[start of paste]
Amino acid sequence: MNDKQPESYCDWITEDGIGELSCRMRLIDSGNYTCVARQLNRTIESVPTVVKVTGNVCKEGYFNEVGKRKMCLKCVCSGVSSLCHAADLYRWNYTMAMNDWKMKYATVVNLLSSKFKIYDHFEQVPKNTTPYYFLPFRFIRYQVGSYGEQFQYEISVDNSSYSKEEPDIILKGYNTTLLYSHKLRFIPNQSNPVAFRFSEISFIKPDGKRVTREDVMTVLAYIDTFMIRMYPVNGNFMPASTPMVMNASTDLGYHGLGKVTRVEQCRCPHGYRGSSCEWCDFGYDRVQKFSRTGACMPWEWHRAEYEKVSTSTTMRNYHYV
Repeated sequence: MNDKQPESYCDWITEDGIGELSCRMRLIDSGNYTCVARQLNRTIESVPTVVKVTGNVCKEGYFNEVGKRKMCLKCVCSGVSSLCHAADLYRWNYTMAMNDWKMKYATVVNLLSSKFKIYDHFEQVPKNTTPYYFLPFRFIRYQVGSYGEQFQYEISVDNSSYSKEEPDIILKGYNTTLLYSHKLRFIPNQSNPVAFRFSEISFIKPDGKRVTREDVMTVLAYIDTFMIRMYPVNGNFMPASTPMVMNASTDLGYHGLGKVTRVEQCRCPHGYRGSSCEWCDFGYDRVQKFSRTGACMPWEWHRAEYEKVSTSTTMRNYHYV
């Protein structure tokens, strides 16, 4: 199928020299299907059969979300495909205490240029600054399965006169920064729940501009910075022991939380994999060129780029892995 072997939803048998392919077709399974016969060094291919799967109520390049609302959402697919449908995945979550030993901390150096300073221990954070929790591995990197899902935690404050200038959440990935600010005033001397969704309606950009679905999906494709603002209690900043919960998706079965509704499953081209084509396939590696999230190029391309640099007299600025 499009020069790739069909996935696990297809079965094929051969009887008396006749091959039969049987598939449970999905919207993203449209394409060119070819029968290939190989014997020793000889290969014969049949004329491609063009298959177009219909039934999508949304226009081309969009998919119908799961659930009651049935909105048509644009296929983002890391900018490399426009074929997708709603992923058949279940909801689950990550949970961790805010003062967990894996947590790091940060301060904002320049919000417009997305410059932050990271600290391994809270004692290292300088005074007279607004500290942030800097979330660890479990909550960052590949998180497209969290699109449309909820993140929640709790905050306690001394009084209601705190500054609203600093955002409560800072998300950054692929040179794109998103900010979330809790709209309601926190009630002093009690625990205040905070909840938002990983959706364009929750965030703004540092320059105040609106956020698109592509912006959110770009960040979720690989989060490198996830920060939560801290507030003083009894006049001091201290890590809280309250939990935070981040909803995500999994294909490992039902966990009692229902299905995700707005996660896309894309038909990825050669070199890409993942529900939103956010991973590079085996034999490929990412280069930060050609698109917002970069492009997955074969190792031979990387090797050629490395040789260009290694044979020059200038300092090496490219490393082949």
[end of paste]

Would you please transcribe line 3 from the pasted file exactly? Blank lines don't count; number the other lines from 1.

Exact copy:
């Protein structure tokens, strides 16, 4: 199928020299299907059969979300495909205490240029600054399965006169920064729940501009910075022991939380994999060129780029892995 072997939803048998392919077709399974016969060094291919799967109520390049609302959402697919449908995945979550030993901390150096300073221990954070929790591995990197899902935690404050200038959440990935600010005033001397969704309606950009679905999906494709603002209690900043919960998706079965509704499953081209084509396939590696999230190029391309640099007299600025 499009020069790739069909996935696990297809079965094929051969009887008396006749091959039969049987598939449970999905919207993203449209394409060119070819029968290939190989014997020793000889290969014969049949004329491609063009298959177009219909039934999508949304226009081309969009998919119908799961659930009651049935909105048509644009296929983002890391900018490399426009074929997708709603992923058949279940909801689950990550949970961790805010003062967990894996947590790091940060301060904002320049919000417009997305410059932050990271600290391994809270004692290292300088005074007279607004500290942030800097979330660890479990909550960052590949998180497209969290699109449309909820993140929640709790905050306690001394009084209601705190500054609203600093955002409560800072998300950054692929040179794109998103900010979330809790709209309601926190009630002093009690625990205040905070909840938002990983959706364009929750965030703004540092320059105040609106956020698109592509912006959110770009960040979720690989989060490198996830920060939560801290507030003083009894006049001091201290890590809280309250939990935070981040909803995500999994294909490992039902966990009692229902299905995700707005996660896309894309038909990825050669070199890409993942529900939103956010991973590079085996034999490929990412280069930060050609698109917002970069492009997955074969190792031979990387090797050629490395040789260009290694044979020059200038300092090496490219490393082949």